One of the most popular game-play mechanics at the moment seems to be ‘perma-death’. Games like Spelunky, Binding of Isaac, Rogue Legacy and DayZ are built around this very feature.
Mini Metro is a a minimalistic subway simulation game that uses that same ‘perma-death’ appeal – though not quite. As there is no ability to save your progress, the game gives you one shot at building and maintaining a subway system. The game still has a sense of progress, your top score, total passengers delivered and total days of operation will be saved and displayed in leaderboards in the final game.
• Developer: Dinosaur Polo Club
• Publisher: Dinosaur Polo Club
• Reviewed on: PC
• Also Available On: Mac, Linux
• Release Date: Available Now (Early Access), Early 2015 (Full Release)
Speaking of the game being final, it’s currently in Early Access development. The developer Dinosaur Polo Club, mainly the two brothers Robert and Peter Curry, have been working on the game since April 2013. Peter Curry was gracious enough to let me bug him with a few questions about the game, excerpts of the interview will appear throughout this preview.
Before the two ever thought about Mini Metro, they were just looking for game ideas they could realise without an artist. “One concept Robert suggested was navigating a subway map – he found that when he was in London he enjoyed going over the tube map and find the best route to take”.
Around this time, they entered Ludum Dare 26, a game jam with a minimalism theme. Instead of navigating through an already-built subway system, they changed the game to building your own. “That resulted in our entry Mind the Gap, which is still very recognisable as Mini Metro’s prototype”.
The appeal of the game is its simplicity. At the beginning, you start off with a square, a triangle and a circle. Connecting these shapes build your line and puts one locomotive on it. Next, shapes will appear at the station – these symbolise your passengers. Each little guy needs to go to a station with the same shape. As the game goes on, more stations will appear on the map.
At the moment, the game has two different game modes, Commuter and Scenic, which play a bit different. The focus playing Commuter is to keep your system running at all costs, even if that means people have to wait for a while at their stations. As long as not too many people wait for the a train, it’s fine. To help fight these crowds, you get upgrades every in-game week. A locomotive is ensured and you get to choose between a new line, carriage, bridges or tunnels, depending on the city. As only two of these options are available randomly each week, waiting for a specific upgrade is always a gamble. Once people have to wait too long at any station the game ends and you get to see your score and to take a screenshot of your finished creation.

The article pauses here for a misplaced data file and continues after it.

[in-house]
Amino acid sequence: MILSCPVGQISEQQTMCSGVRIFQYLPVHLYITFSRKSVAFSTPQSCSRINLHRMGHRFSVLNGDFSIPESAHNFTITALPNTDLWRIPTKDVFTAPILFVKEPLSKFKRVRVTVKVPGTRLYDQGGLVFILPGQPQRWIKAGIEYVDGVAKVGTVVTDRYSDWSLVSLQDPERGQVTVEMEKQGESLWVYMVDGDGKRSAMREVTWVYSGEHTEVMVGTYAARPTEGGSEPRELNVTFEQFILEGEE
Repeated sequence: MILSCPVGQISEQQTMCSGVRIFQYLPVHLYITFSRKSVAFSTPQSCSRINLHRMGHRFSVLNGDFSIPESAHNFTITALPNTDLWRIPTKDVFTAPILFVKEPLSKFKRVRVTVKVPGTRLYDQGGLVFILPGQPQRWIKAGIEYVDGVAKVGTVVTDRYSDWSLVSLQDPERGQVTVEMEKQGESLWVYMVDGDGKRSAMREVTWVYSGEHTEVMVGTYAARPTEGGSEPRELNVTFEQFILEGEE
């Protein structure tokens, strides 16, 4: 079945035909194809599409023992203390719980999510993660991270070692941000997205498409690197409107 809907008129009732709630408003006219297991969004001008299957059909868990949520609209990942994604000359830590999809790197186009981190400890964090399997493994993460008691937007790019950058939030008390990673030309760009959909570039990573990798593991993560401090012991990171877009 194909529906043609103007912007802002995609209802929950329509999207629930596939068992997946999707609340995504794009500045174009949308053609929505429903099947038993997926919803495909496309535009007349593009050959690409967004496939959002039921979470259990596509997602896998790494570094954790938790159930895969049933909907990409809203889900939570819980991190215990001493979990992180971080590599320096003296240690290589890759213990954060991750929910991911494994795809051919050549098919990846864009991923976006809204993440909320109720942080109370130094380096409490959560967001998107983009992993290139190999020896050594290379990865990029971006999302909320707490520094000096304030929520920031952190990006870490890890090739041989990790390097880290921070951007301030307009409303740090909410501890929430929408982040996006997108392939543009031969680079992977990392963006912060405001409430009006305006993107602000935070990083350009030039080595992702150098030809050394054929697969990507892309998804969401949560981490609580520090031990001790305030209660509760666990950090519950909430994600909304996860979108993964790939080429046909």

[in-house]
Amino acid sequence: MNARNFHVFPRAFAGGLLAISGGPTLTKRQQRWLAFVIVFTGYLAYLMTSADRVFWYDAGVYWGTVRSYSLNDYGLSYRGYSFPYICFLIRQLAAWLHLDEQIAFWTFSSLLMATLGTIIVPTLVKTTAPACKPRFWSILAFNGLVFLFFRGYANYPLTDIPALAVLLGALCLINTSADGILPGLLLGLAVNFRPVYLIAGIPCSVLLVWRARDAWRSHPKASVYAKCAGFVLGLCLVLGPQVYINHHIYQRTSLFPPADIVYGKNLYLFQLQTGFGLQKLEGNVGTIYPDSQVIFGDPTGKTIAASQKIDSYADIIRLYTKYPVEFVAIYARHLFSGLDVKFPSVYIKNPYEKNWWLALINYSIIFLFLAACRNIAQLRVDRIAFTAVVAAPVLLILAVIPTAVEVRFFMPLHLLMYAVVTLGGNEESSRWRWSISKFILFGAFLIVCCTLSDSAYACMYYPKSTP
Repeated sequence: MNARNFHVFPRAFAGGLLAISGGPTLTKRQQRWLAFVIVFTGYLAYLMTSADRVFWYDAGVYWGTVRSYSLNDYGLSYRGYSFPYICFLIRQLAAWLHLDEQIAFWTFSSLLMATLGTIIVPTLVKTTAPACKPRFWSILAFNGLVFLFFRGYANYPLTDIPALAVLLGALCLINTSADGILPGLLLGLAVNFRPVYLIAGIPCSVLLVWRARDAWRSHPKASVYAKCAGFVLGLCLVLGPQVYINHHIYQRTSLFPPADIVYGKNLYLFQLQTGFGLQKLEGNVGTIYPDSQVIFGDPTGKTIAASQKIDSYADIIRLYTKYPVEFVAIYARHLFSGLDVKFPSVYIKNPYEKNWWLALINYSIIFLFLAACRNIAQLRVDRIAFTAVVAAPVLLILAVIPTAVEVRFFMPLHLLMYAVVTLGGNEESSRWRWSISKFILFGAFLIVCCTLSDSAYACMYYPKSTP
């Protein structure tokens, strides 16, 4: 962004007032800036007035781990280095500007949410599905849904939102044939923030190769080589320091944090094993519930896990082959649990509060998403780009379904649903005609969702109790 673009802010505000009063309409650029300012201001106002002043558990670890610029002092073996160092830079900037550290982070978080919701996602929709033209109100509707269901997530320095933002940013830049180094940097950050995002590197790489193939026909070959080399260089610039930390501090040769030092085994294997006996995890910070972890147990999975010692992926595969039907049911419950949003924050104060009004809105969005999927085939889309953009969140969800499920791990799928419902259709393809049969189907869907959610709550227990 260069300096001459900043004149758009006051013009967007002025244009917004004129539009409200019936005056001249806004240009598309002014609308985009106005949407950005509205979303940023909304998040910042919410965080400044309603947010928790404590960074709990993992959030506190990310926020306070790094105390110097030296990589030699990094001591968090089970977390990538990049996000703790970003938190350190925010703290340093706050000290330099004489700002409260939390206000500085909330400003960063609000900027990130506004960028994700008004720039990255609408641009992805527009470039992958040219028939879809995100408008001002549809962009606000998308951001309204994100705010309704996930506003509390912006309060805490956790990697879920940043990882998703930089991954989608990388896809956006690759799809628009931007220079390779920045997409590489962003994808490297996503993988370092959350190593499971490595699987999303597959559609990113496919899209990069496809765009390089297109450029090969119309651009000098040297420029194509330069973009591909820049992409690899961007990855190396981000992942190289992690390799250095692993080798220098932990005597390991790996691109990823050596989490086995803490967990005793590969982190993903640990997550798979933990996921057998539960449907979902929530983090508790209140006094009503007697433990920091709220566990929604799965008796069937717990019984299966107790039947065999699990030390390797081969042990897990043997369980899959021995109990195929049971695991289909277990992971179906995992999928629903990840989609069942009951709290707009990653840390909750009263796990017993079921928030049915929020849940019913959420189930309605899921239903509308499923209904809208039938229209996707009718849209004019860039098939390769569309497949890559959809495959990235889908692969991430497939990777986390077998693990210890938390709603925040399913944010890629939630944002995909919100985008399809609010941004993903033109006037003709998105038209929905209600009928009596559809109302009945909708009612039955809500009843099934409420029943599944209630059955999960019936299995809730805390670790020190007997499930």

The balancing of the game is something the developers have worked on for a long time. It was “very difficult. As the player is destined to lose eventually, it’s been hard to find the ideal difficulty ramp”. Despite the game’s lack of tutorial, if you don’t do anything for a while, a cursor will show you what you could do – it always feels fair. For the first few hours it won’t be the game’s fault you’re failing, it will be your own.
For those who want to relax a bit more and gaze at their beautiful subway lines, Scenic mode is perfect. But fear not, it will still be challenging in its own way. Your passengers are super relaxed and will wait forever at their stations for a train to get them – but you don’t want that, of course. Scenic rewards you for being as efficient as possible. The game rewards you with upgrades as soon as you hit certain efficiency milestones, documenting your passengers per day. It’s incredibly rewarding to tinker with the lines to make them run like clockwork. I found myself tearing down my entire system and rebuilding it from scratch with the hope it will run better.
Another mode, unavailable at the moment, is Rush Hour. The developer Peter Curry promised it “will be more challenging, but also quite a different game to Commuter. The game will likely be significantly shorter”.
The game is, as I mentioned before, currently available in Early Access and upon release, will be available for mobile devices as well. Releasing Mini Metro on Steam was the right step in the developer’s eyes, as the game features “no fixed narrative to spoil, just endless systemic gameplay”. Even before the game was green-lit, it was available for the public – a pre-alpha version was available since September 2013. A big change for the small company was the feedback from the Steam community. The developer gets “a lot of city suggestions [and] ideas about different game modes”; to get the community what they want, a map and scenario editor will be added post-release.
Even without the user-generated content the game has enough to offer. Each of the ten available cities, Paris, London, Saint Petersburg – just to name a few – looks and feels different. The developer would “love to add more cities and increase [their] geographic spread, but [they]’re concentrating on making each city unique and interesting”. Comparing the finished subway lines in the game with the actual ones can be done. They aren’t quite the same, as the team at Dinosaur Polo Club “chop[ped] and chang[ed] them as required to make each city play interestingly”.
Although the game is still in Early Access, I can highly recommend it. With two completely different game modes and ten playable cities, the game features tons of fun, for a low price. The beautiful art style can be enjoyed by everyone, at any time – with the night and colour blind mode the game offers. If you’d rather play a game like that on your phone or tablet, than fear not, just wait until the targeted launch in early 2015.